December 9th, 2016

What will it take to integrate renewables into the power grid? Ask a cyclist

by Gernot Wagner

 

There’s nothing quite like biking down clogged city streets, weaving in and out of traffic. For short distances, it’s faster than driving. It’s liberating. It’s fun.

It also makes it painfully clear that most roads aren’t made for bikes. Make one mistake, and you might end up dead. If you do everything right and the 4,000-pounder next to you makes a mistake, you still might end up dead. Few regular urban cyclists remain entirely unharmed throughout the years: A broken bone (“cut off by a van”), a scraped shin (“car door”), or perhaps simply drenched on an otherwise dry road (“I avoided the mud puddle; the car didn’t”).

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November 11th, 2016

Learning lessons on business energy efficiency

by Rob Reid and Ian Cessford

 

It’s been a year since the then Secretary of State for Energy and Climate Change, Amber Rudd, made her ‘policy reset’ speech setting out a new direction for UK energy policy. Since then, we’ve had leadership, ministerial, departmental and policy changes: it seems that we already need to press reset again and check that Government is designing and implementing policies that will cost-effectively deliver its emissions reduction targets and industrial strategy goals in a post-Brexit UK.

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October 21st, 2016

Solar slow down

by Katharine Blacklaws

 

The need to decarbonise the UK’s electricity supply as part of efforts to mitigate the effects of potentially catastrophic climate change is now little disputed. The UK has several targets to cut its domestic emissions to achieve an 80% reduction based on 1990 levels by 2050.  This includes an interim target to source 30% of the UK’s electricity from renewable sources by 2020, as part of a wider 15% target for all forms of energy.

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August 19th, 2016

Full BREEAM ahead: raising the BAR on low carbon building

by Quentin Scott

 

It’s a sad fact that there has been more bad news than good on sustainable building in the UK in recent times. After the scrapping of the Green Deal without replacement, the unexpected reversal of the Zero Carbon Homes policy and the defeat of efforts to reintroduce building standards through the Housing and Planning Act this year, there’s been little to cheer for those interested in improving the carbon efficiency of our built environment.

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August 12th, 2016

Turning up the heat on energy strategy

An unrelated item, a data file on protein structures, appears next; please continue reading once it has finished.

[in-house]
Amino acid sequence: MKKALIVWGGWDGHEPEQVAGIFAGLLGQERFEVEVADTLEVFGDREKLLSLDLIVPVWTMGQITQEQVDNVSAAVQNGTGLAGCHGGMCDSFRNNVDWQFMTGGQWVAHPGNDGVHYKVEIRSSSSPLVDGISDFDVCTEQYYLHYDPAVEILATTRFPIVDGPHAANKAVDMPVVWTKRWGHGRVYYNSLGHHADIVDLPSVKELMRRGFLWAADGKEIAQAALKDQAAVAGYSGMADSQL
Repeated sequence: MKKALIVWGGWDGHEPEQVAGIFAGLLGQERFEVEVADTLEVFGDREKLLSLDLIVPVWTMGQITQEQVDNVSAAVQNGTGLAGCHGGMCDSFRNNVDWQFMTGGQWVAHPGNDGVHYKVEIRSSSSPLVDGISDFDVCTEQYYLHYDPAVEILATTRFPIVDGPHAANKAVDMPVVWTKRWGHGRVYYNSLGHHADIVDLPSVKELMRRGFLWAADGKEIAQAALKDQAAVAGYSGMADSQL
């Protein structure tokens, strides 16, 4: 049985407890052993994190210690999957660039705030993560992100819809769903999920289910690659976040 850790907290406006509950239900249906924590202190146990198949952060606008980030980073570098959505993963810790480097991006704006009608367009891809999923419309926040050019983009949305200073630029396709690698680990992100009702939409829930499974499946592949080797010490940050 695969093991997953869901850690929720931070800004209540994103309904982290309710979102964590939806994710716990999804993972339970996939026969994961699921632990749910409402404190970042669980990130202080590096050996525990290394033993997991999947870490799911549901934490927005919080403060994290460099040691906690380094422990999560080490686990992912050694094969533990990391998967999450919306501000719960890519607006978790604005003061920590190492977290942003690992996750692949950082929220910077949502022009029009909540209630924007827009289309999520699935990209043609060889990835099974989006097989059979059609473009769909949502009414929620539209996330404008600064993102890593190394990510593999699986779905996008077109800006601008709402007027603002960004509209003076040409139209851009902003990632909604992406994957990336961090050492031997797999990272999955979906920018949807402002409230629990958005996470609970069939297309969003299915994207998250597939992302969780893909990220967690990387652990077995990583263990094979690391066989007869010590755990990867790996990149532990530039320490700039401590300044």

Pilot Light

by Adam Baddeley and Rob Reid

 

Although heating accounts for almost 50% of UK total energy consumption, it remains strangely absent from the renewable energy debate. Former Energy and Climate Change Secretary Amber Rudd brought it up last November, but only as a begrudging admission that slow progress was putting us way off track to meet 2020’s 15% Renewable Energy Directive (RED) target. Yet just a week later, Rudd’s ‘policy reset’ speech contained no major goals on renewable heat – instead, it signalled renewed support for gas to replace coal-fired electricity generation backed by streamlined regulatory and consenting requirements for hydraulic fracturing.

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June 17th, 2016

What’s in store? An energy storage update

Image of a battery

by Chloe Bines and Adam Baddeley

 

In January, Eunomia published the first UK forecast for battery storage, which estimated that deployment could reach over 1.6GW by 2020. It generated a good deal of interest, with a range of organisations keen to understand how the forecast was produced. Now, six months on, there’s a new question – is the forecast still relevant?

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June 3rd, 2016

What now for large-scale biomass?

Prawn farm

by Adam Baddeley

 

The last decade has seen a dramatic rise in the UK’s use of biomass to generate energy – both electricity and heat. However, as concerns have grown that – under some scenarios – biomass does not deliver cost-effective reductions in carbon emissions compared with other renewable technologies (i.e. it has higher ‘marginal abatement cost’ for CO2), there has been a bit of a cooling off from the Department of Energy and Climate Change (DECC). So, what is the future for large-scale biomass in the UK?

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